Makin’ Loooooove… COMPLETE! {DIY Marquee Letters}

Avatar Katelyn | August 12, 2013 3616 Views 0 Likes 0 Ratings


We still get lots of comments/questions about these, so we made a video tutorial! Came up with some new tips that make the tricky parts wayyyy easier. Check out the video below!

You can also click here if you want to see the update tutorial in written form, or keep reading below to see the original one.

[Before we keep going, I want to pause and say if you have a sec it would mean SO much to us if you’d like our video or subscribe to our channel. We’re new to YouTube, so every view, like, and sub makes a huge difference for us. Thank youuuuu!]


We finally got to use these at our wedding!! We ADORE how they turned out! It was 100% worth the time and effort.

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If you need to get caught up on the DIY Marquee Letter saga, check out part 1 and part 2.  You can also see a budget breakdown and materials list at the end of this post.

Here’s how it started: before we even bought our house, we went to a wedding expo and spotted these marquee letters. We instantly fell in L.O.V.E. with them and had to figure out how to make our own!

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So we made a template (psst- download it here), cut it out of plywood and stained it, and then we derped around for a few months doing all sorts of house things instead of completing this project.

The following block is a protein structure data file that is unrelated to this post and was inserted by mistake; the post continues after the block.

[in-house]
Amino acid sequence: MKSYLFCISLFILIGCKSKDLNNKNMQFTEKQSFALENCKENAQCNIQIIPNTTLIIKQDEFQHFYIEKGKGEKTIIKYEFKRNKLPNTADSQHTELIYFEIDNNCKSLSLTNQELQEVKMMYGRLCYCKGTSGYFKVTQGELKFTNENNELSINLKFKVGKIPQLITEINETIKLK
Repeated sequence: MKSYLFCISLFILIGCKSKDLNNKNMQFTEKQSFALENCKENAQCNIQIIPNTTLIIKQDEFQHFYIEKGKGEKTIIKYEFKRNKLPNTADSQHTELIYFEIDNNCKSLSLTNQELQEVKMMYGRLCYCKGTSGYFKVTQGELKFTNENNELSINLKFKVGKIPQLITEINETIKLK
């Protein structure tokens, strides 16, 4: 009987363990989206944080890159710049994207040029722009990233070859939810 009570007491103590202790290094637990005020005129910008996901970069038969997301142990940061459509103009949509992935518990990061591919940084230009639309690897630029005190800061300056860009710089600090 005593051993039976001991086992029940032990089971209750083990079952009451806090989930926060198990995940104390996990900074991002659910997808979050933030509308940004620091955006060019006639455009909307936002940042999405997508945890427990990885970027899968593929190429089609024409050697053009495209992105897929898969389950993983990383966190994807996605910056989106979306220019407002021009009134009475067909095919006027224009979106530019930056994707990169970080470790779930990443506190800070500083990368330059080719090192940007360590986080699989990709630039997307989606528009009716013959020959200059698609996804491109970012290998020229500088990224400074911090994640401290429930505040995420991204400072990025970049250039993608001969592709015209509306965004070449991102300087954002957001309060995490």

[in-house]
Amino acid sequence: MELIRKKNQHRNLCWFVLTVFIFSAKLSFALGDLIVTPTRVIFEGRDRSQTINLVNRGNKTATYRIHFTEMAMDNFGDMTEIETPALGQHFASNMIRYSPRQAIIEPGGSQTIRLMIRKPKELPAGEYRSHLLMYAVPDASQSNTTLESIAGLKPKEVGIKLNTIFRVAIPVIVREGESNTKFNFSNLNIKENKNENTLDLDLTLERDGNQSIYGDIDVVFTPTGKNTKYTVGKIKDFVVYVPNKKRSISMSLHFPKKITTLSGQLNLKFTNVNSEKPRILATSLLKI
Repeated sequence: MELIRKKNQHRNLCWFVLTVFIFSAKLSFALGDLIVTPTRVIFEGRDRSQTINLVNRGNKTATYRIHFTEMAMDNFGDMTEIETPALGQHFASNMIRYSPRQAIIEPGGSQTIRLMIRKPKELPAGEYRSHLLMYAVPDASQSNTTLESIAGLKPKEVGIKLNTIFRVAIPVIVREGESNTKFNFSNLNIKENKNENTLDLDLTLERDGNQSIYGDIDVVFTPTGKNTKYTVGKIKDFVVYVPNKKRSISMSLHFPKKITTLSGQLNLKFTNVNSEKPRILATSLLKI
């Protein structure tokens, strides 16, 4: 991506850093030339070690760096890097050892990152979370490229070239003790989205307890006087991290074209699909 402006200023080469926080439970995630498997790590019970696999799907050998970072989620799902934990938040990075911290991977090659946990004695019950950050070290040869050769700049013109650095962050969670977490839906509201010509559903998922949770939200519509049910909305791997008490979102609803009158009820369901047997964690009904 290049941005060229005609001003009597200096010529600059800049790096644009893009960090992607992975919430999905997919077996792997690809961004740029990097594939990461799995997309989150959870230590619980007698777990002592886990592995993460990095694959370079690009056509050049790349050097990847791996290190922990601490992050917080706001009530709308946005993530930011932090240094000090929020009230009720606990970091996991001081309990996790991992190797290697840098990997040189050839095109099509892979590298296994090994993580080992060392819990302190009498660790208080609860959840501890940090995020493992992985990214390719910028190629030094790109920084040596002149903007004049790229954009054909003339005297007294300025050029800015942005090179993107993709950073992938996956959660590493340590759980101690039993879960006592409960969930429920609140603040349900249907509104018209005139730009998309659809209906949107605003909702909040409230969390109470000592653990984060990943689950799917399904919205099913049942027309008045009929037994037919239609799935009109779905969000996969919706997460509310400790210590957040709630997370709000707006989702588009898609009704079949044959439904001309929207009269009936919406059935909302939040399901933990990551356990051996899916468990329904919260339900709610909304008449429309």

Finally, we decided it was time give the people what they wanted finish ‘er up. And that meant doing the hardest part: adding the metal flashing to the sides. We bought four rolls of 6-inch aluminum flashing because we wanted our letters to have metal siding (there are some tutorials online using poster board for the sides but we wanted something a little more sturdy). We couldn’t find any tutorials for making wood and metal letters so we decided to wing it.

(Before we get into all the pictures, a quick side note: we worked on this project on and off over several months so don’t be surprised if our outfits, location, time of day, and Evan’s haircut-necessity-level change from picture to picture.)

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We started with the L because it was the easiest and because we are just OCD enough that the thought of doing the letters out of order bothered us. The first step when adding the flashing is to unroll your metal and sit the letter on it.

Choose where you want the start and the end of your metal to meet (for the L, we chose the bottom of it), then make your first bend in the metal. We used the help of a putty knife and a hammer to make our bends.

Draw a line on the metal where you want your bend to be, place the sharp end of a putty knife (or similar object) on that line, and hammer the handle of the putty knife so that the sharp end is pounded into the metal. This works best if you’re working on carpet or a rug instead of a hard table top or hard flooring. You need some give underneath the metal to allow the putty knife to push into it.

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You’ll notice in the photo above we have a few bends in the metal already. Once you make your first bend, you’ll need to measure along your letter to find out where on the metal roll to make the next bend. So for the L, we did it like this: